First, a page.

In some more residential towns, the local DPW will clear the sidewalks, but the default rule is that property owners are generally responsible for clearing their own sidewalks and driveways.

My lease states that the tenant is responsible for snow shoveling. Is that legal and will that protect me from liability?

Landlords have the primary responsibility for snow removal at rental property. Under the State Sanitary Code, property owners/landlords must keep all means of egress free from obstruction. As for the removal of snow and ice, the Code provides that the landlord shall maintain all means of egress at all times in a safe, operable condition and shall keep all exterior stairways, fire escapes, egress balconies and bridges free of snow and ice. A landlord may require the tenant be responsible for snow and ice remove in a lease provision only where a dwelling has an independent means of egress, not shared with other occupants, and a written lease provides for same. Otherwise, landlords are responsible for snow and ice removal.

Even if the tenant is responsible for snow removal under a legal lease provision, the landlord could still face personal injury liability for slip and falls on snow and ice under the Target ruling.  A person who is injured due to untreated snow or ice will likely sue both the property owner and the tenant. The property owner must ultimately ensure that the property is safe for visitors.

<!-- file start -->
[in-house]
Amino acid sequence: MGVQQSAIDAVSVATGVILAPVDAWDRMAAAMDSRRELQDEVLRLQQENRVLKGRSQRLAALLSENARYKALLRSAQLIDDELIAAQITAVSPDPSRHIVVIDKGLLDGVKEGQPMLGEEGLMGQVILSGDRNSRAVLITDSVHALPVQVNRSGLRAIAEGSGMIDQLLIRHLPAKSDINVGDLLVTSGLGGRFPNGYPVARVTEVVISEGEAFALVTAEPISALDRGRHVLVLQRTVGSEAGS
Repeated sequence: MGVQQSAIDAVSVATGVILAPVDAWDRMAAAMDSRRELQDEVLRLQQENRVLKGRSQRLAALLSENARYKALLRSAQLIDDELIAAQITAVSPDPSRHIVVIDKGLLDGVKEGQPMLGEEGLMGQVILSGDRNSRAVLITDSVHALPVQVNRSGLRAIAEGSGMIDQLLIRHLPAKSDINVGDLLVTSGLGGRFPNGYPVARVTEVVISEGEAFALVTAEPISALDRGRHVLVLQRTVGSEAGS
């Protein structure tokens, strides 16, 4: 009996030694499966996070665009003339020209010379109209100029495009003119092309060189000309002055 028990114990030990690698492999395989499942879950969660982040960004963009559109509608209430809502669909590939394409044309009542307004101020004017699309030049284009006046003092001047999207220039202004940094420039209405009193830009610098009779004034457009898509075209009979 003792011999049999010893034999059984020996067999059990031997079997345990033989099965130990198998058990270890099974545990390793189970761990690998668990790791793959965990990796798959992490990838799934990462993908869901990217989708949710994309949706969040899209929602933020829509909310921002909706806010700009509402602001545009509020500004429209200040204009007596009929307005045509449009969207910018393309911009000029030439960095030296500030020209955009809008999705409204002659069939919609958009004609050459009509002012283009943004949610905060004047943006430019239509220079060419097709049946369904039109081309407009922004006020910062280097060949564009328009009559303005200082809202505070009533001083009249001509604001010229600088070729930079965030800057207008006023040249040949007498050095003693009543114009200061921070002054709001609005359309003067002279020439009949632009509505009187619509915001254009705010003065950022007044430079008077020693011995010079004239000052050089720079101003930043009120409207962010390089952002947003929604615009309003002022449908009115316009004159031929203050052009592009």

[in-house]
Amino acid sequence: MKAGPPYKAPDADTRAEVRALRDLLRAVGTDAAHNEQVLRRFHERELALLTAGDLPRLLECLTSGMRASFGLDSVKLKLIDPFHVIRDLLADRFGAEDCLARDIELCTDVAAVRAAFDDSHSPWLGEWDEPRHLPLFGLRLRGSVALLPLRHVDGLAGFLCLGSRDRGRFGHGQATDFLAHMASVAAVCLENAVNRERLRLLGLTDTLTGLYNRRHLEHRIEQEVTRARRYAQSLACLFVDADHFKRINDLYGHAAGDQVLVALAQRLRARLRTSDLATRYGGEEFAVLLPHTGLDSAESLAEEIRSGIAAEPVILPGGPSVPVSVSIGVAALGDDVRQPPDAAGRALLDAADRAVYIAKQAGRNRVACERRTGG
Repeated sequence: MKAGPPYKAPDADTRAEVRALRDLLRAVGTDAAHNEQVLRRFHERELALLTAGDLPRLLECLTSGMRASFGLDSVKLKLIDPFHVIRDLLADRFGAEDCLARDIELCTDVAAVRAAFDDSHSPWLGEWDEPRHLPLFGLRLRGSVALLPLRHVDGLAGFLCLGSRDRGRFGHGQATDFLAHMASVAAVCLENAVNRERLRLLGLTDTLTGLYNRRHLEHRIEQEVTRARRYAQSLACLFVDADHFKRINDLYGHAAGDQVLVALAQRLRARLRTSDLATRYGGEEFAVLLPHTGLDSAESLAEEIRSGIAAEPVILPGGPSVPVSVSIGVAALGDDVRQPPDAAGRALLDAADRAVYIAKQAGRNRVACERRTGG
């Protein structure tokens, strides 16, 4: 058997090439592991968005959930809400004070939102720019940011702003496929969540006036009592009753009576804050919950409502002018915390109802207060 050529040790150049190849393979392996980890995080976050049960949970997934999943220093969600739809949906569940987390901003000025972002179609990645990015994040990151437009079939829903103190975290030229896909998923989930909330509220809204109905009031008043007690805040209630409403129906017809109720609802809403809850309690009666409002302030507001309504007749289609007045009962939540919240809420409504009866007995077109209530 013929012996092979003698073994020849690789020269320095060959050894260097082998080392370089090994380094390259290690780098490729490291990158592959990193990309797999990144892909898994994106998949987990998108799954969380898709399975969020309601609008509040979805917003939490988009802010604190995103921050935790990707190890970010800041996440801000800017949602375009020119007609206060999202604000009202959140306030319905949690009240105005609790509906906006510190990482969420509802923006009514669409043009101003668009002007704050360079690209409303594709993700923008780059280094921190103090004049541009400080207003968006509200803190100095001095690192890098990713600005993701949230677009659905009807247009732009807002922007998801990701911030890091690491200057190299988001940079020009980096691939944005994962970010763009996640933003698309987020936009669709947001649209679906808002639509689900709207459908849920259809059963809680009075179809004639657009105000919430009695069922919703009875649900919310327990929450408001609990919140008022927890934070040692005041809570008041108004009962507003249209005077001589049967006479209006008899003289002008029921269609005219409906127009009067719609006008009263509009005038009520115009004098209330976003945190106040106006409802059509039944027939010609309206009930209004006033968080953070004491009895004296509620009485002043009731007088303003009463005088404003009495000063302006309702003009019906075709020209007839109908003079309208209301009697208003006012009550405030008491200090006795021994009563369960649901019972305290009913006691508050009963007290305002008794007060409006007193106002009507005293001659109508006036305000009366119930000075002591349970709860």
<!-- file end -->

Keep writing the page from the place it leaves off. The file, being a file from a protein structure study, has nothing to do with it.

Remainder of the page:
Will my homeowner’s or CGL insurance policy cover any injuries from slip and fall on snow/ice?

Yes, usually. The standard Massachusetts homeowners insurance policy and commercial general liability insurance policy (CGL) will have liability coverage for slip and falls on property. Make sure you have ample liability coverage of at least $500,000 to 1 Million. (You can never have enough insurance!). As with any insurance question, it’s best to contact your personal insurance agent.

I’m just a regular ol’ homeowner. What if the mailman or delivery person slips on my walkway?

You may be liable if you left dangerous snow and ice on your walkway. The new law applies to every property owner in Massachusetts, not just landlords. Get some Ice-melt and sand and spread on your walkway. If it re-freezes overnight into black ice, you will remain liable. Get back out there and spread Ice-melt!

If you have additional questions, please ask them in the comment forms below!

ResourcesCity of Cambridge Snow Removal PolicyCity of Boston Know Snow Fact Page

Read More: Shoveling Ruling May Face First Test–Boston Globe (12.25.10).

_______________________________________________________________

Richard D. Vetstein, Esq. is an experienced Massachusetts Real Estate Litigation Attorney who has litigated hundreds of cases in the Massachusetts Land and Superior Courts. For further information you can contact him at info@vetsteinlawgroup.com.